Ask Paul: Is it a good time to buy our first property?


Q. My partner and I live in a remote area in north-western Australia.

I am a 26-year-old female earning $59,000 a year and my partner is a 24-year-old male earning $180,000pa. We have no debt, no assets and own our car outright.

Work pays for most of our expenses and we spend only about $1500 a month.

paul's verdict november

This gives us the ability to save $10,000pm. Since moving here nine months ago, we have saved $115,000 in a high-interest account and are awaiting our tax refunds of $14,000.

We would like to invest in the property market in our home state of Victoria but we are not sure where to begin, who to speak with or whether it is a good time to buy.

This will be our first property (of many, we hope), so we are unsure how to structure our loans and whether to buy for capital growth or cash flow.

We hope to invest for the long term so we will be able to retire early and have the choices in life to do things we love like travelling. - Teri

A. Hi Teri. I am delighted to see that you have a sound long-term plan to create wealth early so you can do the things you love, such as travel.

Shortly we'll have a minor argument about whether a property-only strategy is the way to go but the key issue for me is that you do have a plan and your savings put you in a position to make this plan happen. I suspect that working in the remote north-west is challenging and lifestyle options are pretty limited. But the big plus is you can really save, and $10,000 a month is just terrific - good on you both.

My advice is to ignore a lot of the stuff you read about: salespeople push positive cash flow properties, others push capital growth potential. But property is a common-sense asset and I would really like you to do your own research. In particular, avoid property seminars like the plague. They are run to benefit the promoters, not the attendees, who all too often end up buying overpriced properties in poor locations.

So let's go with common sense. Australia's population will continue to grow, hence the demand for property in areas with jobs, public transport, modern facilities, schools, healthcare, a nice community feel and decent coffee will do well. If you use these characteristics to choose where to buy, I do think you'll end up looking at established, near-city suburbs.

So you won't get a bargain, nor will you get high rental returns. Most sensible people also go for the obvious, so well-located properties sell for pretty much market price. The good news is there will be plenty of properties to look at and lots of recent sales, so you will have genuine market data about real selling prices.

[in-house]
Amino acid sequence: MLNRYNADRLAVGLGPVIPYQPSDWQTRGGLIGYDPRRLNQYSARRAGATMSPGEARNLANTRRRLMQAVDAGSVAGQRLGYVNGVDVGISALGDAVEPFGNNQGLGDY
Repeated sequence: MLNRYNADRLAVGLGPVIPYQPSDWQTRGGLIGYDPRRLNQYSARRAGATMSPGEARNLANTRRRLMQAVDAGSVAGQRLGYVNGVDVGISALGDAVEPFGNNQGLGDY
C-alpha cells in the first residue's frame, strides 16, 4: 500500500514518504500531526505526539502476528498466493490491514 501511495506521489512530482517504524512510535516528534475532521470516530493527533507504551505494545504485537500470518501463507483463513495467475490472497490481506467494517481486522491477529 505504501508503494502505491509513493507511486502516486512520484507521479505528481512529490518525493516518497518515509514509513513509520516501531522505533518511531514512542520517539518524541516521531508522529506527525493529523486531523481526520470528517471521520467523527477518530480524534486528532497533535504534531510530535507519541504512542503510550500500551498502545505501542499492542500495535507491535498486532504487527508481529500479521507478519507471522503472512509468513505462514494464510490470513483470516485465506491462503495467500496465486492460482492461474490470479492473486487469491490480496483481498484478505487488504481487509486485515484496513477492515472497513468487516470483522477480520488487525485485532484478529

Start looking online to get a feel for prices in the suburbs that appeal to you. I always recommend buying property you would live in - if you'd live there chances are it will rent well and, if needed, sell well. Now is not a bad time to buy.

Sure, prices are high and, while I don't see a collapse, I do think this boom has started to slow. Prices may go back a little but if you buy good property in a good location, don't overborrow and are prepared to hold for the long term, it is hard to see how you can go badly wrong. Mind you, it is important that you spend time looking at properties - the internet is a great guide but don't buy sight unseen.

I am perfectly happy for you to build a property portfolio - but with a couple of reservations. Borrowing is a good plan but be very careful about basing your borrowing capacity on your current level of savings. The longer-term job prospects for you and your partner are critical when it comes to supporting debt.

Also, at some point rising interest rates will push the market backwards. You need to make sure that you can hang in and meet your repayments. Gearing looks great as markets rise but on the way down it magnifies your losses if you have to sell.

Equally, over time I really would like to see you both build your super. This is typically invested in shares, infrastructure and commercial property by professional super managers. This spreads your risk and gives you diversification.


Paul Clitheroe AM is a respected financial adviser and Money's founder and editorial adviser. He is chair of the Australian Government Financial Literacy Board, and author of several personal finance books. Click here to email Paul your money question. Unfortunately Paul cannot respond to questions posted in the comments section.
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